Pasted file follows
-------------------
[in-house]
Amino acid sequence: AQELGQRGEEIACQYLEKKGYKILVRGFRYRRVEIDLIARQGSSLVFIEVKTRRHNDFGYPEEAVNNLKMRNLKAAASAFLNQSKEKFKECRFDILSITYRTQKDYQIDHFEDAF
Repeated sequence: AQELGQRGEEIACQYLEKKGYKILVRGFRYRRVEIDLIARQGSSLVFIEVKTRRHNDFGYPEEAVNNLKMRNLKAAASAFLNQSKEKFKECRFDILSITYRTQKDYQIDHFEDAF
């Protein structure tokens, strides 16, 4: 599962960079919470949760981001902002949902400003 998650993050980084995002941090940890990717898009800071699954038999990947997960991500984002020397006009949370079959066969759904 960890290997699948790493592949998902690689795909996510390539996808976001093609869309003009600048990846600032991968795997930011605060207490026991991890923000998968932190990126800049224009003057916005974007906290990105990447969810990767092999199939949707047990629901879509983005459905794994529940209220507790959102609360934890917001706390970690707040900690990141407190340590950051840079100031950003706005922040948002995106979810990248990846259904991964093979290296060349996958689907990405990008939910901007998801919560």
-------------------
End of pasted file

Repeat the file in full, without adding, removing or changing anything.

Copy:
[in-house]
Amino acid sequence: AQELGQRGEEIACQYLEKKGYKILVRGFRYRRVEIDLIARQGSSLVFIEVKTRRHNDFGYPEEAVNNLKMRNLKAAASAFLNQSKEKFKECRFDILSITYRTQKDYQIDHFEDAF
Repeated sequence: AQELGQRGEEIACQYLEKKGYKILVRGFRYRRVEIDLIARQGSSLVFIEVKTRRHNDFGYPEEAVNNLKMRNLKAAASAFLNQSKEKFKECRFDILSITYRTQKDYQIDHFEDAF
């Protein structure tokens, strides 16, 4: 599962960079919470949760981001902002949902400003 998650993050980084995002941090940890990717898009800071699954038999990947997960991500984002020397006009949370079959066969759904 960890290997699948790493592949998902690689795909996510390539996808976001093609869309003009600048990846600032991968795997930011605060207490026991991890923000998968932190990126800049224009003057916005974007906290990105990447969810990767092999199939949707047990629901879509983005459905794994529940209220507790959102609360934890917001706390970690707040900690990141407190340590950051840079100031950003706005922040948002995106979810990248990846259904991964093979290296060349996958689907990405990008939910901007998801919560």